Focus on traceability, sustainability
Tropical Aquaculture Products in Rutland, Vt., farms white shrimp along the coast of Ecuador, says Craig Appleyard, VP-operations and business development.
The majority of the company’s whites come from the Chanduy farm, which is located on the coast and is supplied with sea water, he says. “The sea water and the natural habitat create a uniquely sweet flavor,” he notes. Tropical grows its shrimp, marketed as Blue Foot Whites, without antibiotics, additives or growth enhancers.
“We are vertically integrated from broodstock to distribution, ensuring full traceability and accountability,” which has been appealing to retailers as they initiate purchasing programs based on traceability and sustainability, says Appleyard.
To ensure that environmental-impact measures are met, the Chanduy farm undergoes an annual audit by the Swiss-based Institute of Marketecology.
More buyers are voicing concerns about food safety, notes Goldberg, which is why Mazzetta requires third-party audits as well as social audits that ensure fair wages, no child labor and safe working conditions at its foreign producers. The company uses an American representative who does audits as well, says Goldberg.
“All of our shrimp is ACC (Aquaculture Certification Council) certified,” says Goldberg, adding that most shrimp producers are now certified because the industry has been pushing for it for the past several years.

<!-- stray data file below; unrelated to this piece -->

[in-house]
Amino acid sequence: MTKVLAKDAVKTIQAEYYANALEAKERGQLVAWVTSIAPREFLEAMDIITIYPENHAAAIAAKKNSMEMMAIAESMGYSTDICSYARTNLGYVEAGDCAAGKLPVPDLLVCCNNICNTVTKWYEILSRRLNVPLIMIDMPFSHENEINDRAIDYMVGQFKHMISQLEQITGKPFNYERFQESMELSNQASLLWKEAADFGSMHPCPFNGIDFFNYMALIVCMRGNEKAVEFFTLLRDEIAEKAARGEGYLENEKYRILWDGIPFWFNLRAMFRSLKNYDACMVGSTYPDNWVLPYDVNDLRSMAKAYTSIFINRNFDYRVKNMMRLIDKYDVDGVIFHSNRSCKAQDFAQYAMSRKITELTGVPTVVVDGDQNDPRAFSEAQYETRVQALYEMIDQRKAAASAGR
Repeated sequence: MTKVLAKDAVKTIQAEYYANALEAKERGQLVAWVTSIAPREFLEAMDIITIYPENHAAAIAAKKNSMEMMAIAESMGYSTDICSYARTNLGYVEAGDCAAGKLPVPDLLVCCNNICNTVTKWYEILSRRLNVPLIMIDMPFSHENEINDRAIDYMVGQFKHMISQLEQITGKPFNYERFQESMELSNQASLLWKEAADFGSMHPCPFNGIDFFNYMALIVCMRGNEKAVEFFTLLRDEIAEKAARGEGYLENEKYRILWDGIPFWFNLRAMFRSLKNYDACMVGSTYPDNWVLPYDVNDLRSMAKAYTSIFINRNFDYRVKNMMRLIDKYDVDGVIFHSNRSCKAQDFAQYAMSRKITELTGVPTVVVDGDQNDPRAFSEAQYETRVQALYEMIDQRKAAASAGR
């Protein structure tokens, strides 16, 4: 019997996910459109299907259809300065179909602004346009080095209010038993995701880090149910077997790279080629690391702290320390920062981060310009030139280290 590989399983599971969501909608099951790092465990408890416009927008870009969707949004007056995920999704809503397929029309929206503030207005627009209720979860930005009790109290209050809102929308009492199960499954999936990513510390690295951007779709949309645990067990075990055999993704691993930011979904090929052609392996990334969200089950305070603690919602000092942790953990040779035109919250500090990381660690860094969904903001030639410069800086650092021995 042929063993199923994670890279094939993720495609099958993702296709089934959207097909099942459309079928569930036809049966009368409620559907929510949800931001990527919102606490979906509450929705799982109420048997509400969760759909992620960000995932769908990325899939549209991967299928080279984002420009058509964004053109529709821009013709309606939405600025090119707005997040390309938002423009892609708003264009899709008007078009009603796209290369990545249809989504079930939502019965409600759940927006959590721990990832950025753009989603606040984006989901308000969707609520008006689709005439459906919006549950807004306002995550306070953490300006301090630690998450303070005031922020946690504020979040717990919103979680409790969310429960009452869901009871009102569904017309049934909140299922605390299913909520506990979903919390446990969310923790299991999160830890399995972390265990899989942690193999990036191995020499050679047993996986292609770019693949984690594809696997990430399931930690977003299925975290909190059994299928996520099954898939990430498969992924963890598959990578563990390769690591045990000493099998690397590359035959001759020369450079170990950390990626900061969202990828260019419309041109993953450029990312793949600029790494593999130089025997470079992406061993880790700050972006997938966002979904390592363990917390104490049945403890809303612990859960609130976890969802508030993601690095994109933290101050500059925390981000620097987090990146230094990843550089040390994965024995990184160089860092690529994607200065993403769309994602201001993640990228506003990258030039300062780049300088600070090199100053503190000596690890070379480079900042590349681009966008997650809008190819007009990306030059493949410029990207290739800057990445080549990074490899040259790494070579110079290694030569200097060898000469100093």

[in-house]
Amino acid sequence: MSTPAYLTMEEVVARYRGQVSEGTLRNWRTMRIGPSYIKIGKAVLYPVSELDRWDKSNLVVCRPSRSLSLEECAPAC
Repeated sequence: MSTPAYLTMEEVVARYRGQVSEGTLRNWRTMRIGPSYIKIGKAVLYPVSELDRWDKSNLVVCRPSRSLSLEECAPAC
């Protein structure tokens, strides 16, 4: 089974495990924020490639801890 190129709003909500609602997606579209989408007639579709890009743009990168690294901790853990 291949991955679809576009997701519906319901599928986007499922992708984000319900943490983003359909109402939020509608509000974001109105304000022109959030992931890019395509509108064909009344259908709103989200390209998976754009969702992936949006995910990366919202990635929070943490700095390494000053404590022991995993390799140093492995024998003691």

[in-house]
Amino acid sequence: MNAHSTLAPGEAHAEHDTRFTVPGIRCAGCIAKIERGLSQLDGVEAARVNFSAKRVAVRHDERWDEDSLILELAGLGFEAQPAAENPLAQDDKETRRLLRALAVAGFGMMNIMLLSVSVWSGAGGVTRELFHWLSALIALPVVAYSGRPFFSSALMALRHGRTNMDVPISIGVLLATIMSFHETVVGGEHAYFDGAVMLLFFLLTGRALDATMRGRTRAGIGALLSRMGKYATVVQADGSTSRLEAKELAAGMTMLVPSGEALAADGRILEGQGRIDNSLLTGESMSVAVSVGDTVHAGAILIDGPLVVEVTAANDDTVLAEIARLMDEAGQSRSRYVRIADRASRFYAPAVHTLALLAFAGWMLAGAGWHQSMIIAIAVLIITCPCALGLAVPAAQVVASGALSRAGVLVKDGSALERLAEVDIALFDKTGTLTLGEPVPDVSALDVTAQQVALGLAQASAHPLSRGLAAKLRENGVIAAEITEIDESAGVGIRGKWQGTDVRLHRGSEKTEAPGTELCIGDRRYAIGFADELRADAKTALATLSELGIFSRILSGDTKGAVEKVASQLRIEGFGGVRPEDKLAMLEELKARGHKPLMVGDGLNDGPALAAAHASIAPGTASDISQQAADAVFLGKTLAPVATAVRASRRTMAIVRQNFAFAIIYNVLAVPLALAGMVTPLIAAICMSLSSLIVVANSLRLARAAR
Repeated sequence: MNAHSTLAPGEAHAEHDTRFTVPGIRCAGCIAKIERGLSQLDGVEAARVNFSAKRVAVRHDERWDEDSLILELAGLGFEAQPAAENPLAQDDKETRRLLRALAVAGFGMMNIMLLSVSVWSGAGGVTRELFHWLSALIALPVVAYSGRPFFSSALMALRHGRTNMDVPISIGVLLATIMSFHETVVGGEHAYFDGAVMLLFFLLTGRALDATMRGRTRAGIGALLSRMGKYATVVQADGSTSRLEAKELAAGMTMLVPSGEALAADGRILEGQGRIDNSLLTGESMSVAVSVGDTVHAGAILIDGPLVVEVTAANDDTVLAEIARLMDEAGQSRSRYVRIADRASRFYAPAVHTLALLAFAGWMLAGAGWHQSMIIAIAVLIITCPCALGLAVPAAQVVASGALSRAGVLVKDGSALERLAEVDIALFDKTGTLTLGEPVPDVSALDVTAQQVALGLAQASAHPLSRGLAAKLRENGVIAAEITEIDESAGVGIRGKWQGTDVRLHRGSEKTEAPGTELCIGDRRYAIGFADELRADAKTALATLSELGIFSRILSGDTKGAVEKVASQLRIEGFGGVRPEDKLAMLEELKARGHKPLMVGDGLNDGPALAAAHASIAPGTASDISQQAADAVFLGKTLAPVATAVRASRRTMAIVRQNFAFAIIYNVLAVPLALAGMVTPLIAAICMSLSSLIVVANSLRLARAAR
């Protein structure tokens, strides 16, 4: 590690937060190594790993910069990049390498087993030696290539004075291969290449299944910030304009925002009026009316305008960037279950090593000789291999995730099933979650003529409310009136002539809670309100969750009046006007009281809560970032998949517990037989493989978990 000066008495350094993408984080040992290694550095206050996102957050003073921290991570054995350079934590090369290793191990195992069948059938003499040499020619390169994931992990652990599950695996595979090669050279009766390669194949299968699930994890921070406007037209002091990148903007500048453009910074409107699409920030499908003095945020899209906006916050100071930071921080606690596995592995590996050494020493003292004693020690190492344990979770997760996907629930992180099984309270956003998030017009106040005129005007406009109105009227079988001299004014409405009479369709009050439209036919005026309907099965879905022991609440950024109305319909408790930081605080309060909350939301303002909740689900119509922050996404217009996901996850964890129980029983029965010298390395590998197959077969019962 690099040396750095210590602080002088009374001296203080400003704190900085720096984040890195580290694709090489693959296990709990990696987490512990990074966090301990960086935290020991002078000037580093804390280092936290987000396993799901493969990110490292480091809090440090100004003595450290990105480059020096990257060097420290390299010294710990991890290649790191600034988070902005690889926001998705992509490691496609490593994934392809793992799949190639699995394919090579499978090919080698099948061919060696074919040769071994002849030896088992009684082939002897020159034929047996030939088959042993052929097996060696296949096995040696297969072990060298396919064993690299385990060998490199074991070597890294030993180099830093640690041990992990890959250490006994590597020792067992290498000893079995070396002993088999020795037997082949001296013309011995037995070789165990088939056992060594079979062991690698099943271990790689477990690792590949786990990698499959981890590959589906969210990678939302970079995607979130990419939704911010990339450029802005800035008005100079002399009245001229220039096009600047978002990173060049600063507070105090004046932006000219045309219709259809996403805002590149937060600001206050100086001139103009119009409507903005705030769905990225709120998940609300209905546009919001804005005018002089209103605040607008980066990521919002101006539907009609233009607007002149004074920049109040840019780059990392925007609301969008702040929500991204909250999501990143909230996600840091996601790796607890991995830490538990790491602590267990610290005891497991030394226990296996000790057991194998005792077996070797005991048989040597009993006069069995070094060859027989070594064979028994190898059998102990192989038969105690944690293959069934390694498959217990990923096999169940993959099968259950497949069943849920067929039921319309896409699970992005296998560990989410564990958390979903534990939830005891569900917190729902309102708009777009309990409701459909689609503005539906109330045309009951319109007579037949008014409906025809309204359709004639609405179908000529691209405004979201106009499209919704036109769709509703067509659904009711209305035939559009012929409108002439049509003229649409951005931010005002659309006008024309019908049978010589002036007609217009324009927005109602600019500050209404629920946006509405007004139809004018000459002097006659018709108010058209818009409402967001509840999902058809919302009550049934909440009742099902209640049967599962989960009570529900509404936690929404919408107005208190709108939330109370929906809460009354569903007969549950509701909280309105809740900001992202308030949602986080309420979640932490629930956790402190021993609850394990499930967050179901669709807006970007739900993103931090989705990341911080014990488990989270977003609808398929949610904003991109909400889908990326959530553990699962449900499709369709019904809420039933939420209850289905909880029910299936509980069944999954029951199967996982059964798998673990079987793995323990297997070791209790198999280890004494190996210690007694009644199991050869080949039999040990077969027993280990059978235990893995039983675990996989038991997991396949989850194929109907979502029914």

Both retail and foodservice customers are asking about the certification and audits, he says, as well as inquiring about the practice of soaking shrimp in the preservative sodium tripolyphosphate, which helps to retain moisture.
Aaron You, assistant manager at Sanders Fish Market in Portsmouth, N.H., says while the majority of the shrimp sold there is wild, the store does sell P&D shrimp farmed in Ecuador. “At least one size is farmed,” says You, adding it’s usually the 16-20 or 26-30s. “It usually comes down to what is available out of Boston,” says You, which is where Sanders sources its seafood.
Shrimp is a top 5 seller at the market, along with haddock, salmon, scallops and swordfish. During the holidays, he says, shrimp platters with a variety of sauces were popular, and the market sold nearly 250 pounds of shrimp, both farmed and wild, over a few days.
T.J.’s Seafood Market in Dallas doesn’t carry farmed shrimp, says President Jon Alexis. The store’s customers expect wild shrimp because of its proximity to the Gulf of Mexico, so Alexis carries Mexican brown shrimp. The store doesn’t sell farmed shrimp, but Alexis acknowledges that as the demand for shrimp continues to grow, aquaculture will need to be a more viable option. The shrimp farming industry is still relatively young, he says, and will improve with time.
“There are (more price-sensitive) applications where farmed shrimp can be used,” he says, adding that the wild variety that he buys is among the most expensive.
Contributing Editor Joanne Friedrick lives in Portland, Maine
Find other SeaFood Business articles with swordfish here.